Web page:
Here is a sample of what a delay task which triggers an action after a specified amount of time would look like.

import Task from 'react-palm/tasks';

export const DELAY = Task.fromPromise((time) =>
  new Promise(resolve => window.setTimeout(resolve, time)), 

You can use the task in your reducer like this:

import { withTask } from 'react-palm'
import { handleActions, createAction } from 'react-palm/actions'

import { DELAY } from './tasks/delay'

export const incrementWithDelay = createAction('DELAY_INCREMENT')
const increment = createAction('INCREMENT')

    withTask(state, DELAY(1000).map(increment)),

  INCREMENT: state => state + 1
}, 0)

Dispatching incrementWithDelay will wait one second, then increment our counter state.

The call to .map tells us to wrap the result of the task in an INCREMENT action.

In the above example, we directly pass state as the first argument to withTask. Whatever you pass as the first argument will become the updated state, so you can update your state before the task is executed if you want. This might be useful to update a loading spinner, for instance.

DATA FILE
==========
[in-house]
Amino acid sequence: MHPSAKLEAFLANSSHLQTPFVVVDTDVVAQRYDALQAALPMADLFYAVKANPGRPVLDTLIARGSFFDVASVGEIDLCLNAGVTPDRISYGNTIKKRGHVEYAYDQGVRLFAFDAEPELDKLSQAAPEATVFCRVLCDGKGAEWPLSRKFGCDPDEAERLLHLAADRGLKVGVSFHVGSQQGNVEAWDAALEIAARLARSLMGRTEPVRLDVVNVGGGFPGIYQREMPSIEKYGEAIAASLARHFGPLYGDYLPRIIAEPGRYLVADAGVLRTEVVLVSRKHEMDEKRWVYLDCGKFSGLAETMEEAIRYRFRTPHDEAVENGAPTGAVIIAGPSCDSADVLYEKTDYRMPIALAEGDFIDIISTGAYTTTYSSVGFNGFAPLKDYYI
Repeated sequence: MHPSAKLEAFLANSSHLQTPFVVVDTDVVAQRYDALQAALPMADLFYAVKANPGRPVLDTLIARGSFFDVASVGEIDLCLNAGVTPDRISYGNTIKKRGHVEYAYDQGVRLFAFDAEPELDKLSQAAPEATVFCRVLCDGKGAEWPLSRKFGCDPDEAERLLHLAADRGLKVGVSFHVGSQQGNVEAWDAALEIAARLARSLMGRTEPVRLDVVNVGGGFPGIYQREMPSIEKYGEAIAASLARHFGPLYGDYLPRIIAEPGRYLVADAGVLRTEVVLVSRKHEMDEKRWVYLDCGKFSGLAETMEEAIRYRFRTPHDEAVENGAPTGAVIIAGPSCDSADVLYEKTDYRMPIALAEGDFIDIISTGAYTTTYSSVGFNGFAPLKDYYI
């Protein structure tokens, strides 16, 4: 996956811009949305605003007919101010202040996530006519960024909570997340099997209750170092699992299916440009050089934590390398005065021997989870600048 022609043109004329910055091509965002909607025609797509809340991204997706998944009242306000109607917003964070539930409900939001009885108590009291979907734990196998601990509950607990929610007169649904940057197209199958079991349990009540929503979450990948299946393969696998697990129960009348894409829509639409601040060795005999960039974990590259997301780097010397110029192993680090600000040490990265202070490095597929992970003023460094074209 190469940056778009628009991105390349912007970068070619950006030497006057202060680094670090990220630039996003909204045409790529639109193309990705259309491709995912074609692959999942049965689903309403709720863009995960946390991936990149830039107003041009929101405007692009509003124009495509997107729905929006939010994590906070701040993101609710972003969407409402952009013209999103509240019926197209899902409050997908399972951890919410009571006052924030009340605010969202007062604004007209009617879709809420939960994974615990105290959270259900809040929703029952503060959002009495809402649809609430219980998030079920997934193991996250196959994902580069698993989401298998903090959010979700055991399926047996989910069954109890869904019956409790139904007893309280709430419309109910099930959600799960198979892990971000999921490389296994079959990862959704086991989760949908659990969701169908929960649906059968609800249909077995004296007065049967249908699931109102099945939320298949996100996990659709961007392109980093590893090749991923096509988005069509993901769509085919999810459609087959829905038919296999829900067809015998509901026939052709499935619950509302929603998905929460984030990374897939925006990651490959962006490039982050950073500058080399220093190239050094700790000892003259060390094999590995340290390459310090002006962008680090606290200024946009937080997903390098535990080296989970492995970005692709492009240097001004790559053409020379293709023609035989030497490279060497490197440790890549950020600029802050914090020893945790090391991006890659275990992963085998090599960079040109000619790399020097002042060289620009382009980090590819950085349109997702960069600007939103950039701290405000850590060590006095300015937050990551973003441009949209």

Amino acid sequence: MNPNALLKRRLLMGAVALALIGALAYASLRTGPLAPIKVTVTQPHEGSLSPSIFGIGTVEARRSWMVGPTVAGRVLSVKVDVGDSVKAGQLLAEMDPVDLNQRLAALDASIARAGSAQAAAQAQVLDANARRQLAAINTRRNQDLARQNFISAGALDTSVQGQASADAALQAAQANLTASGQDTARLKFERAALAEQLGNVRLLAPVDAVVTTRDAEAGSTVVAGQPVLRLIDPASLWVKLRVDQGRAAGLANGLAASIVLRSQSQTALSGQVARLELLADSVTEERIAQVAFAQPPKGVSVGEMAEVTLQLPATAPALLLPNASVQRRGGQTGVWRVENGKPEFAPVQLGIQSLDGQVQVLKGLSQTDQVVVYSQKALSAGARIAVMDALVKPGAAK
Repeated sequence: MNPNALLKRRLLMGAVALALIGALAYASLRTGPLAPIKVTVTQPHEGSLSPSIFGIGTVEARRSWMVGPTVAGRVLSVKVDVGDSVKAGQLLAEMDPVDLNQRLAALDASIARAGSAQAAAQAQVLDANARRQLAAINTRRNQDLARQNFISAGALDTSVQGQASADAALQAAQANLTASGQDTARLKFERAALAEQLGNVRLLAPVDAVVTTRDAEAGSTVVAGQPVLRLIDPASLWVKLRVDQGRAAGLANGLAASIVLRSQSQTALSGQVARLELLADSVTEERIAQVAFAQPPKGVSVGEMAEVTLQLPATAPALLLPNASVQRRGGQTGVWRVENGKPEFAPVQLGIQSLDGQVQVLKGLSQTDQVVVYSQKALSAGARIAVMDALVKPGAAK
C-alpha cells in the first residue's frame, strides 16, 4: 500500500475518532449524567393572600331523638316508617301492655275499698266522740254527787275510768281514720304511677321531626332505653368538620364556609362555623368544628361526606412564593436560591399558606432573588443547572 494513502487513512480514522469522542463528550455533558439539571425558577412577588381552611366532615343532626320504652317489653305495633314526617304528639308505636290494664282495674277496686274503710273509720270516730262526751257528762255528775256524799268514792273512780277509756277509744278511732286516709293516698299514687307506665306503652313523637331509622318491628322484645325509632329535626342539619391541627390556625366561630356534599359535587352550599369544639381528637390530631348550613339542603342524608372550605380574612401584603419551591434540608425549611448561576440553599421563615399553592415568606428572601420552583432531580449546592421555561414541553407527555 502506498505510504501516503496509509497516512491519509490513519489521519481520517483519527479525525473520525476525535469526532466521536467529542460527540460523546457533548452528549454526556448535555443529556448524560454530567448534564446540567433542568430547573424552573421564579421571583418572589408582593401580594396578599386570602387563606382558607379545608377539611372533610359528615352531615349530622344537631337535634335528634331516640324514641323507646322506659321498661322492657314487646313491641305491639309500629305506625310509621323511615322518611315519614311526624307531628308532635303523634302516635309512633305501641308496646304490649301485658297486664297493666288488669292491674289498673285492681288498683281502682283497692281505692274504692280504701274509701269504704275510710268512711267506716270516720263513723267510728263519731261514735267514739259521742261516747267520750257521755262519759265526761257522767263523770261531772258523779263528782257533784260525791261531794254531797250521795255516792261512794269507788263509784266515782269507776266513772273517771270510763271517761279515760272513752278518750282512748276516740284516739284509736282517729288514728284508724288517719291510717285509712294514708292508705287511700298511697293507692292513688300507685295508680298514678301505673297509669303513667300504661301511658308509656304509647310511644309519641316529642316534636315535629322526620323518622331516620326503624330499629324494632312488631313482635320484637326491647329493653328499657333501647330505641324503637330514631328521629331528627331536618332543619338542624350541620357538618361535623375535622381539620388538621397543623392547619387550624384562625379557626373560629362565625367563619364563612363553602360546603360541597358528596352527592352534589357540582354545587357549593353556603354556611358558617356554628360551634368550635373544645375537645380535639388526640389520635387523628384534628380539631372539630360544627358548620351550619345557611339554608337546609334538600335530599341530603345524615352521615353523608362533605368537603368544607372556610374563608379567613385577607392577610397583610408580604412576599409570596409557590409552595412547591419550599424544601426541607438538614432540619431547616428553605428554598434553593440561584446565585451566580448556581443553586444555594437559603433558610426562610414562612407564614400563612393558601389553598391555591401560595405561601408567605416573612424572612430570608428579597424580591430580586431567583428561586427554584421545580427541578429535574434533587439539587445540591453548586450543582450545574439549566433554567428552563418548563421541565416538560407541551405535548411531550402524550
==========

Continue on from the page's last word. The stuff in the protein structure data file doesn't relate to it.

Wraps a node-style callback in a Task. fromPromise takes a function, which recieves the argument that the task is called with, and a node-style callback function (with type (err, res) => void), where the first argument represents the error when present (or null when successful), and the second argument represents the success value (or null in the case of an error).

// DELAY is a task that recieves how long to wait (in ms), and that resolves
// with a Date object representing the current time after waiting.
export const DELAY = Task.fromCallback((time, cb) =>
  window.setTimeout(() => cb(null, new Date()), time), 

// delay 100ms, then do something using the current time.
DELAY(100).map(currentTime => ...);

This example is equal to the one above using Task.fromPromise.